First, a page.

Jaguar

Jaguar Cars (/ˈæɡjuː.ər/ jag-ew-ər), since December 2012 officially incorporated as Jaguar Land Rover Ltd, is a British multinational car manufacturer headquartered in Whitley, Coventry, England, owned by Jaguar Land Rover Automotive PLC, a subsidiary of Indian automaker Tata Motors.[4]

Jaguar was founded as the Swallow Sidecar Company by Sir William Lyons in 1922, originally making motorcycle sidecars before developing passenger cars. The name was changed to Jaguar after World War II to avoid the unfavourable connotations of the SS initials.[5] Sale to The British Motor Corporation followed in 1966, the resulting enlarged company now being renamed as British Motor Holdings (BMH), which in 1968 merged with Leyland Motor Corporation and became British Leyland, itself to be nationalised in 1975.

Jaguar was de-merged from British Leyland and was listed on the London Stock Exchange in 1984, becoming a constituent of the FTSE 100 Index until it was acquired by Ford in 1990.[6]Jaguar has, in recent years, manufactured cars for the British Prime Minister, the most recent delivery being an XJ in May 2010.[7] The company also holds royal warrants from QueenElizabeth II and Prince Charles.[8]

Jaguar cars today are designed in Jaguar Land Rover’s engineering centres at the Whitley plant in Coventry and at their Gaydon site in Warwickshire, and are manufactured in Jaguar’sCastle Bromwich assembly plant near Birmingham.

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Django Unchained

I have to face it: Quentin Tarantino’s “Django Unchained” is his most entertaining piece of moviemaking since “Pulp Fiction.” Some of it, particularly in the first half, is excruciatingly funny, and all of it has been brought off in a spirit of burlesque merriment—violent absurdity pushed to the level of flagrancy and beyond. That’s the place where Tarantino is happiest: out at the edge, playing with genre conventions, turning expectations inside out, ginning up the violence to exploitation-movie levels. The film is in two parts: the first half is a mock Western; the second is a mock-revenge melodrama about slavery, set in the deep South and ending in fountains of redemptive spurting blood. “Django” is a crap masterpiece, garrulous and repetitive, rich with jokes and cruelties, including some Old South cruelties that Tarantino invented for himself. It’s a very strange movie, luridly sadistic and morally ambitious at the same time, and the audience is definitely alive to it, revelling in its incongruities, enjoying what’s lusciously and profanely over the top.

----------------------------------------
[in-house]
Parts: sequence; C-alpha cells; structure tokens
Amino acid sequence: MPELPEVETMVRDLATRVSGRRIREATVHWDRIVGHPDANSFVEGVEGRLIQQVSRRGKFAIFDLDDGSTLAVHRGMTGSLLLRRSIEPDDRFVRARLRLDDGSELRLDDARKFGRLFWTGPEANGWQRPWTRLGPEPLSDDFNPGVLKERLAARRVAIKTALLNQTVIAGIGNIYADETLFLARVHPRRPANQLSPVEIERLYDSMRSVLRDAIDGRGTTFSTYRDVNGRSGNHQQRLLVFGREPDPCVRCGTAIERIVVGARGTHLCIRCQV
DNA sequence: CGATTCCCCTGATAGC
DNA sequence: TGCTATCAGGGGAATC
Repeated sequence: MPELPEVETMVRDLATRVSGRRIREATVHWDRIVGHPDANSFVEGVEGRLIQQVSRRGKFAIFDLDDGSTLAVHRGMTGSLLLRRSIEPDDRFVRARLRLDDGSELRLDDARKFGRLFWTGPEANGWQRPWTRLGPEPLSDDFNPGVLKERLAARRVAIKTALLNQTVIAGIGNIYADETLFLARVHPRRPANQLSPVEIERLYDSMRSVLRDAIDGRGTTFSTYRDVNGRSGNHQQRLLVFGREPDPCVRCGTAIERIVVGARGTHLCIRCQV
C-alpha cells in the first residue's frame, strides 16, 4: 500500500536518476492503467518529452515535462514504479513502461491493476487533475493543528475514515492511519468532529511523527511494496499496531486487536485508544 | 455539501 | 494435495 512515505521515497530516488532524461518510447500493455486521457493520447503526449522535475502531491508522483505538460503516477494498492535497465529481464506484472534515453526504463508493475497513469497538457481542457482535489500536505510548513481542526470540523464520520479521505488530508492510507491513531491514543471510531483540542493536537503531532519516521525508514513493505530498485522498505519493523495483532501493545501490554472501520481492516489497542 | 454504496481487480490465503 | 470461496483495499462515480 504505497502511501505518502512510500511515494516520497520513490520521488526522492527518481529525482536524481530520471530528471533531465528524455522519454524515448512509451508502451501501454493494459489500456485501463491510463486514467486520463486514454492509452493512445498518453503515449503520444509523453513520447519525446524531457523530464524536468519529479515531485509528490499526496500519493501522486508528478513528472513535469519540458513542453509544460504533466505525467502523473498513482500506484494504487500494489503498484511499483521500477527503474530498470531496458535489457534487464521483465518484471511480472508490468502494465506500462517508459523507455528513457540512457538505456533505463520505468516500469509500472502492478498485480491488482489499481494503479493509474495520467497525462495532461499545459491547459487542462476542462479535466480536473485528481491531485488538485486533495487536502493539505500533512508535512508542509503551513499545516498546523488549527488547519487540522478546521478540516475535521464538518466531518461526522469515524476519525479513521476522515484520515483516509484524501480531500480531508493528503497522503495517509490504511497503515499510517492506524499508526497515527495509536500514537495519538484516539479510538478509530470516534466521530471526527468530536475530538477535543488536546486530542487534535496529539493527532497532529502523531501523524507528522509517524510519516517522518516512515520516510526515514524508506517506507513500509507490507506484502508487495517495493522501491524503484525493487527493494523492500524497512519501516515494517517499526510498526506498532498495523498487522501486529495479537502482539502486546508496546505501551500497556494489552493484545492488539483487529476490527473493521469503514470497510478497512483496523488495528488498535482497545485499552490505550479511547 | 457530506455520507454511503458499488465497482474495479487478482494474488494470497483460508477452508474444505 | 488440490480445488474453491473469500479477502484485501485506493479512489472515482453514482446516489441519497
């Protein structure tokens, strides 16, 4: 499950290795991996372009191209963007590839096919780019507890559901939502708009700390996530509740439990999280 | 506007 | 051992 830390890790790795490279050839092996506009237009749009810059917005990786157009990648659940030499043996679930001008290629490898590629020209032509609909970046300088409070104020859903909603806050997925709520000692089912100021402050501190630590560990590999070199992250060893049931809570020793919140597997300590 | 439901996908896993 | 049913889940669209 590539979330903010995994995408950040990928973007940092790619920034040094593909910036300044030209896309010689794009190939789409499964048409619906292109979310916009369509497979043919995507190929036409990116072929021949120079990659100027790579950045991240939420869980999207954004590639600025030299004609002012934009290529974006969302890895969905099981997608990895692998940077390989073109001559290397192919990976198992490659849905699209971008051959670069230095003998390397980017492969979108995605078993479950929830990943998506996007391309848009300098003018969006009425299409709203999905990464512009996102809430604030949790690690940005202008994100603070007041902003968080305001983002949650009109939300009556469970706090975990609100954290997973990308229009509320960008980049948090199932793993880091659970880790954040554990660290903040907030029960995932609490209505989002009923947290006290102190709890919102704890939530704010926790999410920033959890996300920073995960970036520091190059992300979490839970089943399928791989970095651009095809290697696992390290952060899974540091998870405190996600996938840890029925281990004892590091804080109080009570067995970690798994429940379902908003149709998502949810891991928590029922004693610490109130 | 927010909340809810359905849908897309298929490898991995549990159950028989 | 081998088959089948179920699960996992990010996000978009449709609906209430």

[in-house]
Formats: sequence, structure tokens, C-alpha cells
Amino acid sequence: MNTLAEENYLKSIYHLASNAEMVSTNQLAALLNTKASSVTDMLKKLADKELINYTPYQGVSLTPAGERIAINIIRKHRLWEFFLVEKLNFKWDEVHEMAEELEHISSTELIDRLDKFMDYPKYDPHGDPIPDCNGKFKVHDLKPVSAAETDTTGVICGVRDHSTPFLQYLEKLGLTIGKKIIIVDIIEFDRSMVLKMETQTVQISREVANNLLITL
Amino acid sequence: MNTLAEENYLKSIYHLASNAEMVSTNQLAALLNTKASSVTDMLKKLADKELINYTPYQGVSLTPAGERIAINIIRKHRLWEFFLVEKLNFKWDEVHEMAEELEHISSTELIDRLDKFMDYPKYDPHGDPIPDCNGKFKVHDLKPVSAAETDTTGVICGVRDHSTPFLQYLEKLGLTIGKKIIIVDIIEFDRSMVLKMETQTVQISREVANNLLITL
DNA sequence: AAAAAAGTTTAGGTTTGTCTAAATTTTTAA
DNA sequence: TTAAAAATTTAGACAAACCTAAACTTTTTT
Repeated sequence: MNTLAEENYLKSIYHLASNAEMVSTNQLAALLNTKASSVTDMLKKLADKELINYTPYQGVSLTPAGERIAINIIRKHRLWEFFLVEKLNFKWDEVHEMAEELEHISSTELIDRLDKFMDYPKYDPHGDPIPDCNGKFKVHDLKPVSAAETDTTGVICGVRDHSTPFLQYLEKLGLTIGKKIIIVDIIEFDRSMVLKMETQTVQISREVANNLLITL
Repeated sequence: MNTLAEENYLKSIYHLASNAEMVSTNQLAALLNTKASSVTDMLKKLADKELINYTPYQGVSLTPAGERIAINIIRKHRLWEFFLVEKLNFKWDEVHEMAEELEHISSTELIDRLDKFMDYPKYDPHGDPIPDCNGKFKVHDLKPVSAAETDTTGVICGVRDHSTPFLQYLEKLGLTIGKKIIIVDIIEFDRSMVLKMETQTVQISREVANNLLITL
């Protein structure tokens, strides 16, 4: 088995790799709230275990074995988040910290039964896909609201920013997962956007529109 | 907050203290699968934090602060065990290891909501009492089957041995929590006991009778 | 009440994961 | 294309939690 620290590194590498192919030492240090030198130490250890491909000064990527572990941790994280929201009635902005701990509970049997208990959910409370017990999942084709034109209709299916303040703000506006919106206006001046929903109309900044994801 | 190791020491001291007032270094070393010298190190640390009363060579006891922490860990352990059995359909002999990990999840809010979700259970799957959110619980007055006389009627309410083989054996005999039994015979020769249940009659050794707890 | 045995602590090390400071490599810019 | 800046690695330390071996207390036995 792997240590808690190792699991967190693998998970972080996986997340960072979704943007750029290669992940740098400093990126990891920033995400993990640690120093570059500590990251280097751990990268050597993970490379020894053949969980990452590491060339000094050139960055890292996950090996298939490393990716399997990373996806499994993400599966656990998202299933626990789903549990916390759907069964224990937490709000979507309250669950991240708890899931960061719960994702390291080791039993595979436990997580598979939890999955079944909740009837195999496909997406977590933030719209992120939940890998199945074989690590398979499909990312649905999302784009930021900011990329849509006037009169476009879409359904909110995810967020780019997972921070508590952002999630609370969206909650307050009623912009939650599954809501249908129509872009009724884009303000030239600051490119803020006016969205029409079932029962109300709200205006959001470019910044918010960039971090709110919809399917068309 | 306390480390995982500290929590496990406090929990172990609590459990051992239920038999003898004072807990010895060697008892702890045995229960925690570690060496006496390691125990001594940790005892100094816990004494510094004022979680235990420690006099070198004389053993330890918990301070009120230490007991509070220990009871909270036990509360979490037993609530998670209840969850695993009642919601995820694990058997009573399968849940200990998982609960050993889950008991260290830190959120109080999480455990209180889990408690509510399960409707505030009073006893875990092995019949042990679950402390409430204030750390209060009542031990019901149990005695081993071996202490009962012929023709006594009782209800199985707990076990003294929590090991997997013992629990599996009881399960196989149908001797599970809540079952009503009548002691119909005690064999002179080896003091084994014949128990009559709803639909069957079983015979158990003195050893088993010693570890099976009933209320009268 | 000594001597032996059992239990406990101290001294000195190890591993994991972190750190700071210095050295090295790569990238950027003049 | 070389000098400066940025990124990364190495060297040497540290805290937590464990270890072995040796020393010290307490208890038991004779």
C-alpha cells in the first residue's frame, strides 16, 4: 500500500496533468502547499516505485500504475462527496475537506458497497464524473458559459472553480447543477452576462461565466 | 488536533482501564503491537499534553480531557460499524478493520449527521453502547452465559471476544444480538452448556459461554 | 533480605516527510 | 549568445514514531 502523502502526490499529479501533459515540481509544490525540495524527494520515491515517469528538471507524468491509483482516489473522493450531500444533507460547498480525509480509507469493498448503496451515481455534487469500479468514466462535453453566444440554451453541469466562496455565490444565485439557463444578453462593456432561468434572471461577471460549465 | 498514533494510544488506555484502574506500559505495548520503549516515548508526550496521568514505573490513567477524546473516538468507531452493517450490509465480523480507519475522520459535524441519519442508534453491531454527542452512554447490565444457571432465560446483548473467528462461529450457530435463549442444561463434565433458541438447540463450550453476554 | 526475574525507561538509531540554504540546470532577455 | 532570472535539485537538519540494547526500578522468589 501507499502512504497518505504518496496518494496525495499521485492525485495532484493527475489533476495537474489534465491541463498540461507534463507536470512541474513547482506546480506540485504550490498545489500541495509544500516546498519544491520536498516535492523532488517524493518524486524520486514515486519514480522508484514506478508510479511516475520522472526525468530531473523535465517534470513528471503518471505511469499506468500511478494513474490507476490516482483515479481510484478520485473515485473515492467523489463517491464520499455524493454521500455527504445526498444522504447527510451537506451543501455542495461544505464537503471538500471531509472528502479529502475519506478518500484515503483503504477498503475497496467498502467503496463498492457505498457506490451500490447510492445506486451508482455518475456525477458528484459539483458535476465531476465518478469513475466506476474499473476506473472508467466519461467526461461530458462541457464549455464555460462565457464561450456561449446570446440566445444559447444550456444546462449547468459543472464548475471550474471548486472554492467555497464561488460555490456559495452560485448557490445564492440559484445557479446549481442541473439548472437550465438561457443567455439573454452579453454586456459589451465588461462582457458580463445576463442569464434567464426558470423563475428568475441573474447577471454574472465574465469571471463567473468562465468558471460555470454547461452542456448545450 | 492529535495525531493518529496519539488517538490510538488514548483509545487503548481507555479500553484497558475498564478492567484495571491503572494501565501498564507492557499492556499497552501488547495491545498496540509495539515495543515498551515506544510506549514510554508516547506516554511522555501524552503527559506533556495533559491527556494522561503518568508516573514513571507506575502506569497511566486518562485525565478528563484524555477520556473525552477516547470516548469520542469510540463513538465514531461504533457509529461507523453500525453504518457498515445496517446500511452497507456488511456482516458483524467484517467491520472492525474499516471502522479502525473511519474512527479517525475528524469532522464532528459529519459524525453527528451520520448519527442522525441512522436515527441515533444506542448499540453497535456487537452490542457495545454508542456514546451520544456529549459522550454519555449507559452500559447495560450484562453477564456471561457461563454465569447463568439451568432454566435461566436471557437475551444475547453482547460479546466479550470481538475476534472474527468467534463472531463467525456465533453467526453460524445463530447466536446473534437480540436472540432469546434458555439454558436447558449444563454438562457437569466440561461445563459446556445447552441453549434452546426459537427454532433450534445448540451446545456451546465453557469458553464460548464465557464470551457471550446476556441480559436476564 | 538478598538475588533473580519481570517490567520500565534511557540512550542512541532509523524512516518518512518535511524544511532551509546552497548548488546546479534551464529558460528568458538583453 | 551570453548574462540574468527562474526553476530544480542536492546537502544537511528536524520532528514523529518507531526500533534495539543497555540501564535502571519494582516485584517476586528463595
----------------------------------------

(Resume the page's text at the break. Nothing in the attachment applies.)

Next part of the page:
What’s even stranger than the movie, however, is how seriously some of our high-minded critics have taken it as a portrait of slavery. Didn’t they notice that Tarantino throws in an “S.N.L.”-type skit about the Ku Klux Klan, who gather on their horses for a raid only to complain petulantly that they can’t see well out of their slitted white hoods? Or that Samuel L. Jackson does a roaring, bug-eyed parody of an Uncle Tom house slave in the second half? Or that the heroine of the movie, a female slave, is called Broomhilda von Shaft? Could Mel Brooks have done any better? (“Lili von Shtupp,” I suppose, is slightly better.) Yes, we are told that Broomhilda’s German mistress gave her the name and taught her German, but Tarantino is never more improbable than when he supplies explanations for his most bizarre fancies. Some of his characters spring from old genre movies, some spring full-blown from the master’s head. None have much basis in life, or in any social reality to speak of. (Remember the Jews who killed Nazis with baseball bats?) Yes, of course, there were killers in the Old West and cruel slave masters in the South—central characters in the movie—but Tarantino juices everything into gaudy pop fantasy. I enjoyed parts of “Django Unchained” very much, but I’m surprised that anyone can take it as anything more than an enormous put-on.